The NFL’s Collective Bargaining Agreement (CBA) with the NFL Players Association expires after the 2020 season. There are parameters in place for contracts that are signed while the CBA is in place that extend beyond the expiration of the CBA that teams will have to maneuver, and it will definitely affect the Buffalo Bills as they try to re-sign their younger players.
When the CBA expires, so does the league’s salary cap. So theoretically teams could spend wild sums of money on players. In the interests of fairness, the league has implemented a rule in the “Final League Year” where a player’s salary can’t increase by more than 30% from the Final League Year to the first year without the CBA or between any two years after that.
Let’s use a clear money example. If a player is making $1 million in base salary in 2020, they can only make $1.3 million in base salary in 2021, $1.69 million in 2022, and $2.197 million in 2023. So for a young player looking for a big payday, that presents a very real problem.
Former first-round pick Tre’Davious White is scheduled to make $1.84 million in 2020. That means his salary can be no larger than $2.39 million in 2021 if he signs a contract extension and $3.1 million in 2022.
Teams can work around this by paying players rather large roster bonuses in the spring or even re-work deals so they make a huge bonus for making the initial 53-man roster.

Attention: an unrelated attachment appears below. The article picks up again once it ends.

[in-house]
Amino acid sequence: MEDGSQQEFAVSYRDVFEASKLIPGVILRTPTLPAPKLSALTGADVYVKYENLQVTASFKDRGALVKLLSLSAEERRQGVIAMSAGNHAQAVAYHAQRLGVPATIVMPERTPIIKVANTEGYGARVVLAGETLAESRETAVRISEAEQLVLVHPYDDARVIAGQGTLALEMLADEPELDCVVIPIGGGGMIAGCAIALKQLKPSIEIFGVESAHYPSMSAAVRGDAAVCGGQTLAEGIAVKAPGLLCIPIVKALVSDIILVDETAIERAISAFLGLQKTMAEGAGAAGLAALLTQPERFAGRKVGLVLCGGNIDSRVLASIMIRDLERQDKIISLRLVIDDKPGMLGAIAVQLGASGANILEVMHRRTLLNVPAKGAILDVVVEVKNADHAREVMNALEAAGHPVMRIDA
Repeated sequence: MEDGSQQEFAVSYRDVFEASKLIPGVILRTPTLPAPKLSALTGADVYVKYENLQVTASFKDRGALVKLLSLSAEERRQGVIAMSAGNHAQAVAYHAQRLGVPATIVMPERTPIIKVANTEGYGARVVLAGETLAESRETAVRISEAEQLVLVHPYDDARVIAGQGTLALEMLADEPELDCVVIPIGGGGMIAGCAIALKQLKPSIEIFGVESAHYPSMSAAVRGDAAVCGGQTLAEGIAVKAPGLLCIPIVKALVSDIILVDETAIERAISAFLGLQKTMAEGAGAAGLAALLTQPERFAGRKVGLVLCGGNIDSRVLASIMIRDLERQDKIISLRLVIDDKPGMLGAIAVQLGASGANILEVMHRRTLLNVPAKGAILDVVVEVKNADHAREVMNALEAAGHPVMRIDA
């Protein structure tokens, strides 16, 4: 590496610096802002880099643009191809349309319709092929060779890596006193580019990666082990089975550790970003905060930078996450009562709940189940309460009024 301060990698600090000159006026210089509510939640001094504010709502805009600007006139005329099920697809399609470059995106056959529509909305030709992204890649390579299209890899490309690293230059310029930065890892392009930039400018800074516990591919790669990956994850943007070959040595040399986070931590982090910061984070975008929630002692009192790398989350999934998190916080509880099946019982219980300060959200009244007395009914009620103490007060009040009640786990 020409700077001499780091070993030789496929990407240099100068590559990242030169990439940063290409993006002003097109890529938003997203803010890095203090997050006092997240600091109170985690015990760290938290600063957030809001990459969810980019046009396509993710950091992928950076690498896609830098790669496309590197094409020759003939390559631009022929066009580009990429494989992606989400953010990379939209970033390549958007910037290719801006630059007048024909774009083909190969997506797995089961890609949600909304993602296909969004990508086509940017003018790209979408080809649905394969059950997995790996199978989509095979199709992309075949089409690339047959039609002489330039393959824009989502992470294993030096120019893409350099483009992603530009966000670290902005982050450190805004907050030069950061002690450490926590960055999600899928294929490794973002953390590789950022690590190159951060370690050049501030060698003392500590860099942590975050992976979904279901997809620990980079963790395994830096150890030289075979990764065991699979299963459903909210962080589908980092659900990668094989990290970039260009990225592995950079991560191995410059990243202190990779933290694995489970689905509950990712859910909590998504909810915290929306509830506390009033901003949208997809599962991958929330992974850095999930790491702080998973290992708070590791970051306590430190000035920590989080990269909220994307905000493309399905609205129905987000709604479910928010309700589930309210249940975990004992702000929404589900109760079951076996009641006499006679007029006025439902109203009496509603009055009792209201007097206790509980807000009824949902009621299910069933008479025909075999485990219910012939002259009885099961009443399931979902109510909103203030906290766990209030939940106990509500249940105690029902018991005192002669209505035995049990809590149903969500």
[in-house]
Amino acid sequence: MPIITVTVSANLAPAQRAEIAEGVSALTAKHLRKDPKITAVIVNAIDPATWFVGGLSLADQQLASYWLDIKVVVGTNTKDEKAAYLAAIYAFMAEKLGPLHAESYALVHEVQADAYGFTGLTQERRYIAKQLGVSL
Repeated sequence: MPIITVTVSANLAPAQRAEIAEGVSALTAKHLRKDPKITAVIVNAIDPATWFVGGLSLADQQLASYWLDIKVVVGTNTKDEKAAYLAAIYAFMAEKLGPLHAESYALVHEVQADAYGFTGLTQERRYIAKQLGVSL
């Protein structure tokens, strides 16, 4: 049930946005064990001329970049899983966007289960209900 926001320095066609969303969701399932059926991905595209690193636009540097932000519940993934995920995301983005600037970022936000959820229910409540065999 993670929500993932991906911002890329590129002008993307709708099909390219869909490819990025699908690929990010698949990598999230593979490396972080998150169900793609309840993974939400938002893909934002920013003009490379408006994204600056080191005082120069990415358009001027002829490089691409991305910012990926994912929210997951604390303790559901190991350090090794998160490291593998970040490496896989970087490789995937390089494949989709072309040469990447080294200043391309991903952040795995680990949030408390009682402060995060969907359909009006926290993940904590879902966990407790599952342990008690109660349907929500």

The other way to work around it is to give large salaries in 2020, forgoing the short-term benefits of having a player under contract in exchange for a larger salary. A typical way to structure an extension for White would be to guarantee his 2020 salary without changing the salary while also giving him a hefty signing bonus to spread out over the life of the deal. Instead, Buffalo would need to tear up his old contract in order to give him more in base salary in 2020. It would reduce the ability to spread out the cap hit over multiple seasons.
Of course it goes beyond White on the Bills’ roster. Matt Milano and Dion Dawkins will also have a hard time with contract extensions. A Jordan Poyer extension won’t be so difficult with his $4 million salary this year.
This could all be moot if the NFL and NFLPA agree on a new CBA soon, but there is no indication that anything is imminent.